Although interleukin-2 (IL-2) in combination with antiretroviral drugs (ARVs) raises CD4+ cell counts more than ARVs alone, it is not clinically beneficial to HIV patients, according to a recently published study. Scientists had theorized that IL-2 would help regenerate CD4+ immune cells, building a patient's natural immunity while ARVs controlled HIV.
"Our results show that IL-2 has no effect on the development of AIDS or on patient survival," said Dr. Jean-Pierre Routy of the Research Institute of the McGill University Health Center. "More precisely, while the presence of IL-2 leads to a faster increase of CD4+ immune cells, these cells are less functional than the CD4+ cells that regenerate naturally in patients who do not receive IL-2."
The National Institutes of Health funded the eight-year study, which enrolled more than 5,000 patients in 25 countries. Compared with ARVs alone, hazard ratios for opportunistic disease or death from any cause with IL-2 plus ARVs were 0.91 (95 percent confidence interval [CI], 0.70 to 1.18; P=0.47) among participants with 50-299 CD4+ cell counts per cubic millimeter at baseline and 0.94 (95 percent CI, 0.75 to 1.16; P=0.55) among patients with 300 or more CD4+ cell counts at baseline.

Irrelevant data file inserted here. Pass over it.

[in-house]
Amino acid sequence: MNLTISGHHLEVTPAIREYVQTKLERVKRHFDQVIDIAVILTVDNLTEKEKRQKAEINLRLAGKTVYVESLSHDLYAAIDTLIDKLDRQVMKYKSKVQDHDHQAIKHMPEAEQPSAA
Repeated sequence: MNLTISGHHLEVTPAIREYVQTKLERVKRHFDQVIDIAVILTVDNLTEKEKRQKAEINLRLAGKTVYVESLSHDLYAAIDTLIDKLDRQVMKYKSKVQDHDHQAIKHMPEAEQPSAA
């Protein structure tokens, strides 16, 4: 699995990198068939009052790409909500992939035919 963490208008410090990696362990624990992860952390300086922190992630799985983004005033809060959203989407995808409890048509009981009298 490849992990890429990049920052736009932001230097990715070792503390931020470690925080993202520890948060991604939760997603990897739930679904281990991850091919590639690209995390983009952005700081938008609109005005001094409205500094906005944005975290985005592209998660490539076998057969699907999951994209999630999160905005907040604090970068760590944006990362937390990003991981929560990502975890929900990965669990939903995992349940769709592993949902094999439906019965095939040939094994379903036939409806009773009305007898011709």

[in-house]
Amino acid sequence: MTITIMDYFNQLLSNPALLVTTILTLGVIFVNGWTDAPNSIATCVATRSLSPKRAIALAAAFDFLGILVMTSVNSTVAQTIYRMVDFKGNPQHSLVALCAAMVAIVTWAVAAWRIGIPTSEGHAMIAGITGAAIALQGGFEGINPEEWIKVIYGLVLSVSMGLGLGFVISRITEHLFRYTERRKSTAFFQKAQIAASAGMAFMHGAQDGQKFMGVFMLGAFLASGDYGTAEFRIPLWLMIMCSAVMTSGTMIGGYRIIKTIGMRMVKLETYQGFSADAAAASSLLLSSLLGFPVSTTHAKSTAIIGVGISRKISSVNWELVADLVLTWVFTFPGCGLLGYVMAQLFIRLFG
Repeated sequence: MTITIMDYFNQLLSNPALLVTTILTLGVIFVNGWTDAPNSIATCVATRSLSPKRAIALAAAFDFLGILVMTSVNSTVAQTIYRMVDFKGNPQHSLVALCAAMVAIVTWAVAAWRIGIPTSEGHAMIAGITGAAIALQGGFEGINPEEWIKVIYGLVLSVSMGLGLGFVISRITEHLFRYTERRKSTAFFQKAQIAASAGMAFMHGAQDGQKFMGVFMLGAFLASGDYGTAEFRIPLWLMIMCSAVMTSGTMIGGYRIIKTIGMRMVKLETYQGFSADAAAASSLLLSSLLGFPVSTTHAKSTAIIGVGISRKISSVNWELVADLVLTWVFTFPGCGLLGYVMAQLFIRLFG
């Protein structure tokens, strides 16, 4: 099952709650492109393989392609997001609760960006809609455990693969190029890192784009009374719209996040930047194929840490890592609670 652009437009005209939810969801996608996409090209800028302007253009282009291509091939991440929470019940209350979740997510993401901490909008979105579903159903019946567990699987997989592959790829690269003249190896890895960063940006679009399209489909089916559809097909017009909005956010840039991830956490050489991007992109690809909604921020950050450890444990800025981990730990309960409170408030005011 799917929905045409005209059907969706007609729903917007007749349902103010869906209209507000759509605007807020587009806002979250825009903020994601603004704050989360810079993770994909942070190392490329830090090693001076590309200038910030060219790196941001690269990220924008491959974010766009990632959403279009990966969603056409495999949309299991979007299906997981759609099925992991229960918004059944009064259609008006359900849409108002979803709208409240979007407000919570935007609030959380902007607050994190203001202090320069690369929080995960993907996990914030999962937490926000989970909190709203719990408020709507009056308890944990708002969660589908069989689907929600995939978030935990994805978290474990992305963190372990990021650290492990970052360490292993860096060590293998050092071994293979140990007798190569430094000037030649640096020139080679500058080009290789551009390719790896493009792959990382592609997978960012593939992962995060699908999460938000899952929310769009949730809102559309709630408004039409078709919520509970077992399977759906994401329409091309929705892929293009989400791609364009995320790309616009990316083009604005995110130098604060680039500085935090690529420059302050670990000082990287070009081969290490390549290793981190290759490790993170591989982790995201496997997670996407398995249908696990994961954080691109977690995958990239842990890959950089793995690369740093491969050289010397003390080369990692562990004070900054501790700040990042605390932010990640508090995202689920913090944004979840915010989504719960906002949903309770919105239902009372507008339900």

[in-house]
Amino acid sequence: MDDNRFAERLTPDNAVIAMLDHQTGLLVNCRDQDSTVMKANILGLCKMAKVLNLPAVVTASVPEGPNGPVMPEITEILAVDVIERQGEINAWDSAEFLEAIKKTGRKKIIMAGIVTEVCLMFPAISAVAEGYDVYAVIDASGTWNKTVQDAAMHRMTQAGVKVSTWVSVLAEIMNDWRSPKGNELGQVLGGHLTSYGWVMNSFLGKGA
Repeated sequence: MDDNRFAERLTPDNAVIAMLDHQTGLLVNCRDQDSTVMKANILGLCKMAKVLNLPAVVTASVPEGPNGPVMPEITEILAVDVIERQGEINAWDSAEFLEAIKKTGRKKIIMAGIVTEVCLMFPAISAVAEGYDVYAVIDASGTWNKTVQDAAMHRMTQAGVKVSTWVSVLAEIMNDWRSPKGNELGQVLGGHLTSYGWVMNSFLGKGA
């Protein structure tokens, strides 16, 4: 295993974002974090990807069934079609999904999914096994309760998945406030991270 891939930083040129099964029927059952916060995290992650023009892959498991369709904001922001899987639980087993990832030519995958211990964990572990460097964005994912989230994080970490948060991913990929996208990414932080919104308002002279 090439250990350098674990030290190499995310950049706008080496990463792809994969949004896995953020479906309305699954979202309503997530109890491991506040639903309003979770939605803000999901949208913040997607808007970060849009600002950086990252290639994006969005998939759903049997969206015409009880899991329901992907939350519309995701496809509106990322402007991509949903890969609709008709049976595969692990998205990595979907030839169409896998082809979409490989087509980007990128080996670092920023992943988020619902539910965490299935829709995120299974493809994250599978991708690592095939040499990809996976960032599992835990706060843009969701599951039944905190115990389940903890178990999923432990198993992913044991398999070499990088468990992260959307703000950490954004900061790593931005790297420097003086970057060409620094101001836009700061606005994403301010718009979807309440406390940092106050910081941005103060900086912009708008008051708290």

"Despite a substantial and sustained increase in the CD4+ cell count, as compared with antiretroviral therapy alone, interleukin-2 plus antiretroviral therapy yielded no clinical benefit" for either group, the study concluded.
The findings show the limitation of the value of biological markers in assessing patient health, Routy said. "Our challenge now will be to develop tests that assess the function of immune cells and not simply their quantity."
The full report, "Interleukin-2 Therapy in Patients with HIV Infection," was published in the New England Journal of Medicine (2009;361(16):1548-1559).